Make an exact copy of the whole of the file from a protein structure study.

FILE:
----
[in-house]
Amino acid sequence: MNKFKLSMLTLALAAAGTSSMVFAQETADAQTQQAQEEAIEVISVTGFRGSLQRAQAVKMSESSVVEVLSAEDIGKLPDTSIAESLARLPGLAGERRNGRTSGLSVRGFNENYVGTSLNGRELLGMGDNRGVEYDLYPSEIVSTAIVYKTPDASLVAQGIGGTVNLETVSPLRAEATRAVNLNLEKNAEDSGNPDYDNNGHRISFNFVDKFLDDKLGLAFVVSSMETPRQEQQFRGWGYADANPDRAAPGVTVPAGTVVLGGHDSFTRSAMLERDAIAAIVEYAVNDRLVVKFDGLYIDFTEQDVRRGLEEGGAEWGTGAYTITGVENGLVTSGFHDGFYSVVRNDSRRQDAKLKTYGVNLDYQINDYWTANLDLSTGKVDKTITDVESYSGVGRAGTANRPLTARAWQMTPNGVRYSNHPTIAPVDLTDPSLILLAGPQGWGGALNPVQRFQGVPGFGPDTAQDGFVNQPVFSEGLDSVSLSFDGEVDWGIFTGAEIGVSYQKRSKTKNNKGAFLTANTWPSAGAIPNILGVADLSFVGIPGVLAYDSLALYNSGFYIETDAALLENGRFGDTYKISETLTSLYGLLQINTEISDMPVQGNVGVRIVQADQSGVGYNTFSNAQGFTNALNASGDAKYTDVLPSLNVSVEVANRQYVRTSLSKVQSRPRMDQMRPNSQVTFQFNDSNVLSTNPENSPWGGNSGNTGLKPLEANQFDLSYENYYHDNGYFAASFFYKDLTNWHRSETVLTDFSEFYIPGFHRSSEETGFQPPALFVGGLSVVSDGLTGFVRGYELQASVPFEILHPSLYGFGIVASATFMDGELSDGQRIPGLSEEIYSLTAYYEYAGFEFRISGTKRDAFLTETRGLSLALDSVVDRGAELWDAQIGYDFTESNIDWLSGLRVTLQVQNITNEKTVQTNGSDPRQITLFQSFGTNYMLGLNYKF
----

[in-house]
Amino acid sequence: MNKFKLSMLTLALAAAGTSSMVFAQETADAQTQQAQEEAIEVISVTGFRGSLQRAQAVKMSESSVVEVLSAEDIGKLPDTSIAESLARLPGLAGERRNGRTSGLSVRGFNENYVGTSLNGRELLGMGDNRGVEYDLYPSEIVSTAIVYKTPDASLVAQGIGGTVNLETVSPLRAEATRAVNLNLEKNAEDSGNPDYDNNGHRISFNFVDKFLDDKLGLAFVVSSMETPRQEQQFRGWGYADANPDRAAPGVTVPAGTVVLGGHDSFTRSAMLERDAIAAIVEYAVNDRLVVKFDGLYIDFTEQDVRRGLEEGGAEWGTGAYTITGVENGLVTSGFHDGFYSVVRNDSRRQDAKLKTYGVNLDYQINDYWTANLDLSTGKVDKTITDVESYSGVGRAGTANRPLTARAWQMTPNGVRYSNHPTIAPVDLTDPSLILLAGPQGWGGALNPVQRFQGVPGFGPDTAQDGFVNQPVFSEGLDSVSLSFDGEVDWGIFTGAEIGVSYQKRSKTKNNKGAFLTANTWPSAGAIPNILGVADLSFVGIPGVLAYDSLALYNSGFYIETDAALLENGRFGDTYKISETLTSLYGLLQINTEISDMPVQGNVGVRIVQADQSGVGYNTFSNAQGFTNALNASGDAKYTDVLPSLNVSVEVANRQYVRTSLSKVQSRPRMDQMRPNSQVTFQFNDSNVLSTNPENSPWGGNSGNTGLKPLEANQFDLSYENYYHDNGYFAASFFYKDLTNWHRSETVLTDFSEFYIPGFHRSSEETGFQPPALFVGGLSVVSDGLTGFVRGYELQASVPFEILHPSLYGFGIVASATFMDGELSDGQRIPGLSEEIYSLTAYYEYAGFEFRISGTKRDAFLTETRGLSLALDSVVDRGAELWDAQIGYDFTESNIDWLSGLRVTLQVQNITNEKTVQTNGSDPRQITLFQSFGTNYMLGLNYKF